Tribeca’s Roxy Hotel has re-launched its much-loved cellar theater Roxy Cinema with new concessions and a big slate of summer programming — including free midnight screenings and events with indie acts like TV Baby and Beach Fossils.
The cinema, which specializes in “first-run, independent, classic, art-house and foreign film, both played on digital and 35mm,” is one of the few locations in New York where you can enjoy good beer, wine, and even champagne during a movie. Cocktails are also reportedly on the way. They’re also beefing up their snacks-and-candy concessions.
Cinephiles, take note: the New York Asian Film Festival (NYAFF) opens June 30, and this year’s roster has just been announced. With “just shy of 60 films,” including feature films and documentaries from seven countries, there’s a diverse lineup of films in every genre, from gangster flicks to romantic dramas to experimental stream-of-consciousness softcore porn. Truly, something for everyone.
China and Hong Kong are particularly well-represented, with a slate of popcorn-friendly thrillers, dramas, and crime flicks. Battle of Memories (2017, dir. Leste Chen) follows a novelist who wakes from an experimental medical procedure to discover he has acquired the memories of a serial killer. In Blood of Youth (2016), directed by “self-trained fireman-turned-filmmaker Yang Shupeng,” police and criminals alike race to hunt down a computer hacker.
TBN’s building at 111 E. 15th St., near Union Square.
Spreading the word of God has been extremely lucrative for Trinity Broadcasting Network (TBN), the world’s largest Christian broadcasting company. The organization’s late founders, evangelical power couple Paul and Jan Crouch, were renowned for extravagant lifestyles notably lacking in Christian asceticism or self-denial – his-and-hers mega-mansions in Newport Beach, chauffeured Bentleys, and $57 million in private jets. Jan maintained an air-conditioned trailer just for her snow-white Maltese dogs.
Pool and shuffleboard on offering. Photo credit: Industry City.
Vincent Chirico, the chef and serial restaurateur behind Coarse in the West Village and Vai on the Upper West Side, opened a new restaurant today in Sunset Park’s Industry City. We got some photos and a copy of the menu.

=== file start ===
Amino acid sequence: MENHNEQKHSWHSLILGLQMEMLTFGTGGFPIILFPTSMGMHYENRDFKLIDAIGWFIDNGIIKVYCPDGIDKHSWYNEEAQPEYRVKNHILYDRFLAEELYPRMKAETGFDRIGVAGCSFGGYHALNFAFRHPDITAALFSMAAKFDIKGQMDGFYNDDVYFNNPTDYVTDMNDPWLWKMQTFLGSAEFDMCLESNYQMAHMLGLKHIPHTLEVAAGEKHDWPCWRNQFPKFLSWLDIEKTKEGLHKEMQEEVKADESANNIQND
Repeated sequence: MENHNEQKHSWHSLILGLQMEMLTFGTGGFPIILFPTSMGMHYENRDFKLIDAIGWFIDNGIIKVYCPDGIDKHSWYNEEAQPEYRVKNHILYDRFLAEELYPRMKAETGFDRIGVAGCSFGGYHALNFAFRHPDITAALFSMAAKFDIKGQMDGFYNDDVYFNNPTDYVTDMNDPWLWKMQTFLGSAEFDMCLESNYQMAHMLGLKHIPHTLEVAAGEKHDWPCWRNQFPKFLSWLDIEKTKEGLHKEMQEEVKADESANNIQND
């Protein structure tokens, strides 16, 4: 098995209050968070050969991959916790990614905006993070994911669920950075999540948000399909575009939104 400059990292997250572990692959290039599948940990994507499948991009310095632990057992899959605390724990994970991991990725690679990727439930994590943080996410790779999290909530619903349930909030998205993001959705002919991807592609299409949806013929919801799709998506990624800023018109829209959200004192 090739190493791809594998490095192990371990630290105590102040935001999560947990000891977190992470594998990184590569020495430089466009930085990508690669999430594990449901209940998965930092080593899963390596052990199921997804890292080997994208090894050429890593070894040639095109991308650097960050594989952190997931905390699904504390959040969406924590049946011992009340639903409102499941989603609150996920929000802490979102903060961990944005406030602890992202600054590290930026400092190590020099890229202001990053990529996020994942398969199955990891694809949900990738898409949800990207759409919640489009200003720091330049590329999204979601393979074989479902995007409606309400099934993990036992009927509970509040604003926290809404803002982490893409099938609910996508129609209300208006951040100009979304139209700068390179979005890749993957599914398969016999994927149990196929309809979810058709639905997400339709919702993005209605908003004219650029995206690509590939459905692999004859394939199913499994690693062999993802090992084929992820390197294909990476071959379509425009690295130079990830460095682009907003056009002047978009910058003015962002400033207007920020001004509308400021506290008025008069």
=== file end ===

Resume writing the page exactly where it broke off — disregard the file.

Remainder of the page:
“We need to change the system. We need to overthrow, not the government, as the authorities are always accusing the Communists [of conspiring to do], but this rotten, decadent, putrid industrial capitalist system which breeds such suffering in the whited sepulcher of New York.”
So spoke Dorothy Day – “Catholic anarchist” and founder of the radical Catholic Worker, still published seven times a year at Maryhouse in the East Village. Day, an activist and writer who became the godmother of the religious-left “Catholic worker” movement, died in 1980, but her legacy lives on in the form of the East 3rd Street soup kitchen she founded to minister to the poor and homeless of the East Village and Lower East Side.
The Home of the Sages property on Bialystoker Place. Photograph: J. Oliver Conroy.
A new lawsuit is only the latest sign of an epic power struggle within the Home of the Sages of Israel, a tiny Lower East Side synagogue. The house of worship’s nondescript and rundown building on Bialystoker Place has become the subject of a ferocious real estate battle between different factions, each claiming to be the synagogue’s lawful representative.
In a suit filed two weeks ago – only the latest in a mounting pile of litigation – members of the Orthodox Jewish synagogue’s small congregation allege that Rabbi Samuel Aschkenazi, “who despite his title, is not the rabbi for Home of the Sages,” is attempting to sell the property out from under them to real estate developer Peter Fine – and then split the $13 million profit with Friends of Mosdot Goor, a Gerer Hasidic group unconnected to the synagogue.
Have you ever fantasized about visiting a bodega where every sale item is an exact replica made of felt? No? Either way, as on June 5, you’ll now have the opportunity.
For your consideration: Next week British artist Lucy Sparrow will unveil her newest art installation– a 1,200-square-foot space she has conjured into an “immersive, fully stocked felt convenience store.” The store will contain 8,000 purchasable items, all made of felt. Snickers bar? Felt. Pack of Marlboros? Felt. Liter of milk? Felt. Bodega cat? Felt, probably.
Last week we shared the news that the Coney Island Museum is expanding with a new (playable) pinball exhibition. We’ve obtained more details about the pinball gallery, which had its soft opening yesterday.
“We had machines in the bar being played nonstop,” said Dick Zigun, founder of Coney Island USA and “unofficial mayor” of Coney Island.
Not all the machines are installed yet; by this coming weekend everything should officially be in place.
There are going to be 10 pinball machines – six in the Coney Island Museum storefront and another three or four in the Freak Bar in the lobby of the nearby Arts Center.
The Mermaid Parade, Coney Island’s annual crowd-pleaser and glitter-industry Black Friday, is back on solid financial footing — and not a moment too soon — thanks to an unexpected deus ex machina: the intervention of two generous private donations supplementing an ongoing crowdfunding campaign.
Despite the recent news that Debbie Harry and Chris Stein of Blondie fame will raise their scepters as this year’s Queen Mermaid and King Neptune, the Parade had been struggling. A “Feed the Mermaids” crowdfunding campaign to save the parade has so far raised $9,000, far short of its $50,000 goal.